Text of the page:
You know the old saying “ignorance is bliss?” If blissful psuedo-innocence is your saving grace then don’t read this blog. ‘Cause after the paragraph break, thinks get real bleak, real fast.
Does twenty-three billion dollars sound like a lot of money to you? Do you think that the government gets their cabooses in action when there’s big bucks and big corporations’ interest at stake? Have you ever copy and pasted a photo off of the internet without written permission from the owner? If so, you best be worried when you hear that distant police siren tonight. The FBI are on to you.
The Federal Bureau of Investigation’s Internet Fraud Division, while primarily focused on monitoring internet activities of terrorists and child pornography offenders, has recently taken it upon themselves to create a internet property copyright infringment team. This includes thefts of photos, games, music and other digital media that is so, so easily snatched without the least bit of guilt. The same people who regularly download music on a peer-to-peer file sharing sites, would never ponder the idea of knicking even the smallest item from a retail store. Somehow, when the item isn’t tangible, it doesn’t feel like a crime. Yet, alas, little stickyfingers, it is. To the tune of $250,000 dollars a pop to be exact. Just because you’re all alone in your white-walled apartment when you steal that photo doesn’t mean that no one took notice. Big Brother is always watching. Along with the new task force over at Big Brother Central the FBI, they have set up a hotline and website where mean people with nothing to do can report those individuals who they believe have infringed upon someone else’s copyright via the internet.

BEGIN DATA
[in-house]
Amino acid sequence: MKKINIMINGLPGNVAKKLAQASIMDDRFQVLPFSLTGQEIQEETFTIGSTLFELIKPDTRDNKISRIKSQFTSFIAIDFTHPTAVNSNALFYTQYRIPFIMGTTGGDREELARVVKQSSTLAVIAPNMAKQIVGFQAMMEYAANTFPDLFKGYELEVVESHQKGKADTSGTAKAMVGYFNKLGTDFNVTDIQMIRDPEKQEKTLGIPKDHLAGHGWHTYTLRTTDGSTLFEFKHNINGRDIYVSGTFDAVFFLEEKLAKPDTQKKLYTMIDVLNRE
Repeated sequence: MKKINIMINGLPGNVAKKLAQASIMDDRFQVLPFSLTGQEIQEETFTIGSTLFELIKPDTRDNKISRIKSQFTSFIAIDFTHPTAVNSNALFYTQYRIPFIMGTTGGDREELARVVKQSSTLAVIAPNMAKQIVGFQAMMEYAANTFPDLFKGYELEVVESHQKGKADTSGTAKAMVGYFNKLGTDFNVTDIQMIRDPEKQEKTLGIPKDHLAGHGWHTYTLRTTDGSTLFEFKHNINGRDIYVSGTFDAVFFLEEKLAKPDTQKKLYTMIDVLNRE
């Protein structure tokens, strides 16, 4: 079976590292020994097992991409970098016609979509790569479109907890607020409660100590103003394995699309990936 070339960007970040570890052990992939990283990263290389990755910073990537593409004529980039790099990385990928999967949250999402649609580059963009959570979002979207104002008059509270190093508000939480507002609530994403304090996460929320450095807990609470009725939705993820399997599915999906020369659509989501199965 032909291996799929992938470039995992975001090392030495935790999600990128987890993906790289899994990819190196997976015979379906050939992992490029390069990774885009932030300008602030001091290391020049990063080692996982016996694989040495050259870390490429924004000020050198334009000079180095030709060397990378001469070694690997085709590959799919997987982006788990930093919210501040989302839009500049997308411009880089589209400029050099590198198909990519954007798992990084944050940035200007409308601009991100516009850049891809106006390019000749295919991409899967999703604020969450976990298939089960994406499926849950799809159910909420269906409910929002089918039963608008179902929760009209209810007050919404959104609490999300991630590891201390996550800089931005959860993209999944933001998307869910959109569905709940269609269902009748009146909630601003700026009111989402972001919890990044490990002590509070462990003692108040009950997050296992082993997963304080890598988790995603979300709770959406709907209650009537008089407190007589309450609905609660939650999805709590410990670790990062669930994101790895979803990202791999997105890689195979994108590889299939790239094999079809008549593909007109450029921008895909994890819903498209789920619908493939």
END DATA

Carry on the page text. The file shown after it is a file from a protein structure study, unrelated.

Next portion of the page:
Now, to the rescue (sort of) is the term “Copyfraud.” As defined by Jason Mazzone, copyfraud is the use of false claims of copyright to attempt to control works not under one’s legal control. Mazzone asserts that many times an item in question does not have copyright and is instead public domain. He also says that copyfraud is usually sucessful in court because the US has only a few vague laws governing digital media. For example, Michael Crook (interestingly his real name) filed claims against websites that posted photos and video clips of him beside scathing articles. He lost the battle, apologized to the defendants, and promised to limit his future copyright claims to material that he actually owned.
Is all this a little confusing to you? Then you’re not alone. That’s what makes this issue all the scarier. When your students bring in a prezi with photos that they obviously didn’t take themselves, and you turn a blind eye, are you then an accomplice to a federal crime?
Maybe the best thing to do is this: inform yourself and your students about copyrights. Copyrightkids.org uses simple language and explains things in a way that, well, a kid could understand. They even include a twenty-five question quiz. If you get pass the quiz, you will get a printable certificate (I’d print my own, but I’m terrified of prison food) stating that you have completed the copyright challenge. This quiz could be a very valuable classroom tool for making sure you have educated your students on copyright laws before the both of you are behind cold, unloving bars.